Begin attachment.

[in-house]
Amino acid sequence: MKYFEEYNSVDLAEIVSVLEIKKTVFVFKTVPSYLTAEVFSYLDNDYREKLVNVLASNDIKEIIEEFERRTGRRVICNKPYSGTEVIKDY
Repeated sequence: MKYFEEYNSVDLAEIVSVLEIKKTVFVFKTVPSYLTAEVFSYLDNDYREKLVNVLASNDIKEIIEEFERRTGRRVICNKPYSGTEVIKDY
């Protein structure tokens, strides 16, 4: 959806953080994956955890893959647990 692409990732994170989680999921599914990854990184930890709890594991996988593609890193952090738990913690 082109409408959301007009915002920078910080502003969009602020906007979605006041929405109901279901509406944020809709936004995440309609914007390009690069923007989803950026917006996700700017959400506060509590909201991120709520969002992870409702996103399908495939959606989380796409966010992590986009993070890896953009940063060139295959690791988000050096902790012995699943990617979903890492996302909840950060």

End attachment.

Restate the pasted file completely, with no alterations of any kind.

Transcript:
[in-house]
Amino acid sequence: MKYFEEYNSVDLAEIVSVLEIKKTVFVFKTVPSYLTAEVFSYLDNDYREKLVNVLASNDIKEIIEEFERRTGRRVICNKPYSGTEVIKDY
Repeated sequence: MKYFEEYNSVDLAEIVSVLEIKKTVFVFKTVPSYLTAEVFSYLDNDYREKLVNVLASNDIKEIIEEFERRTGRRVICNKPYSGTEVIKDY
């Protein structure tokens, strides 16, 4: 959806953080994956955890893959647990 692409990732994170989680999921599914990854990184930890709890594991996988593609890193952090738990913690 082109409408959301007009915002920078910080502003969009602020906007979605006041929405109901279901509406944020809709936004995440309609914007390009690069923007989803950026917006996700700017959400506060509590909201991120709520969002992870409702996103399908495939959606989380796409966010992590986009993070890896953009940063060139295959690791988000050096902790012995699943990617979903890492996302909840950060």